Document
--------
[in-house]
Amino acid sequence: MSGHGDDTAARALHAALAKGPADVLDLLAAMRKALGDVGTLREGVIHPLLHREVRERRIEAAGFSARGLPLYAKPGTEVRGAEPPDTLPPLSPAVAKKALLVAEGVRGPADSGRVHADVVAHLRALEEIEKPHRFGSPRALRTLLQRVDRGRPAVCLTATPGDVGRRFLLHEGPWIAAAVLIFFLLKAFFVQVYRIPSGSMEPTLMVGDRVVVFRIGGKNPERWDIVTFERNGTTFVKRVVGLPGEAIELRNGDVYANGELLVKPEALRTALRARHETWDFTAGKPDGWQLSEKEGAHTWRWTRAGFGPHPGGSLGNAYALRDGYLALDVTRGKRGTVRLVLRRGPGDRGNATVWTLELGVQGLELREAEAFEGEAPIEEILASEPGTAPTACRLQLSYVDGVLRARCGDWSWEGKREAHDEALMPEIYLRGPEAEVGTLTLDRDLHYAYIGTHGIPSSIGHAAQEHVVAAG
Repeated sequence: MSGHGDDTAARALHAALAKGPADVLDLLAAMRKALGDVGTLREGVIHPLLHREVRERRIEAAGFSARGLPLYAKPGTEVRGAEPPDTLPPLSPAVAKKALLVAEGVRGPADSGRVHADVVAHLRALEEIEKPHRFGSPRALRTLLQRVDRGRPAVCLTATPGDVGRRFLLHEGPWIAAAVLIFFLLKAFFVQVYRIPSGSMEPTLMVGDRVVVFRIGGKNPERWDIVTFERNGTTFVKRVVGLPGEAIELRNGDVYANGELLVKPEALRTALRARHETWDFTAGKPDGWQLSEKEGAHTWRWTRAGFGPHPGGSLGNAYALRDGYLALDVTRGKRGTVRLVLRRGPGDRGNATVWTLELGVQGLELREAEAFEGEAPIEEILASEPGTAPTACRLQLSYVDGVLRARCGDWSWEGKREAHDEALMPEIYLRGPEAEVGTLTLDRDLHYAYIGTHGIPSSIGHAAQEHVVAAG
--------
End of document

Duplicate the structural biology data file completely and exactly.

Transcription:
[in-house]
Amino acid sequence: MSGHGDDTAARALHAALAKGPADVLDLLAAMRKALGDVGTLREGVIHPLLHREVRERRIEAAGFSARGLPLYAKPGTEVRGAEPPDTLPPLSPAVAKKALLVAEGVRGPADSGRVHADVVAHLRALEEIEKPHRFGSPRALRTLLQRVDRGRPAVCLTATPGDVGRRFLLHEGPWIAAAVLIFFLLKAFFVQVYRIPSGSMEPTLMVGDRVVVFRIGGKNPERWDIVTFERNGTTFVKRVVGLPGEAIELRNGDVYANGELLVKPEALRTALRARHETWDFTAGKPDGWQLSEKEGAHTWRWTRAGFGPHPGGSLGNAYALRDGYLALDVTRGKRGTVRLVLRRGPGDRGNATVWTLELGVQGLELREAEAFEGEAPIEEILASEPGTAPTACRLQLSYVDGVLRARCGDWSWEGKREAHDEALMPEIYLRGPEAEVGTLTLDRDLHYAYIGTHGIPSSIGHAAQEHVVAAG
Repeated sequence: MSGHGDDTAARALHAALAKGPADVLDLLAAMRKALGDVGTLREGVIHPLLHREVRERRIEAAGFSARGLPLYAKPGTEVRGAEPPDTLPPLSPAVAKKALLVAEGVRGPADSGRVHADVVAHLRALEEIEKPHRFGSPRALRTLLQRVDRGRPAVCLTATPGDVGRRFLLHEGPWIAAAVLIFFLLKAFFVQVYRIPSGSMEPTLMVGDRVVVFRIGGKNPERWDIVTFERNGTTFVKRVVGLPGEAIELRNGDVYANGELLVKPEALRTALRARHETWDFTAGKPDGWQLSEKEGAHTWRWTRAGFGPHPGGSLGNAYALRDGYLALDVTRGKRGTVRLVLRRGPGDRGNATVWTLELGVQGLELREAEAFEGEAPIEEILASEPGTAPTACRLQLSYVDGVLRARCGDWSWEGKREAHDEALMPEIYLRGPEAEVGTLTLDRDLHYAYIGTHGIPSSIGHAAQEHVVAAG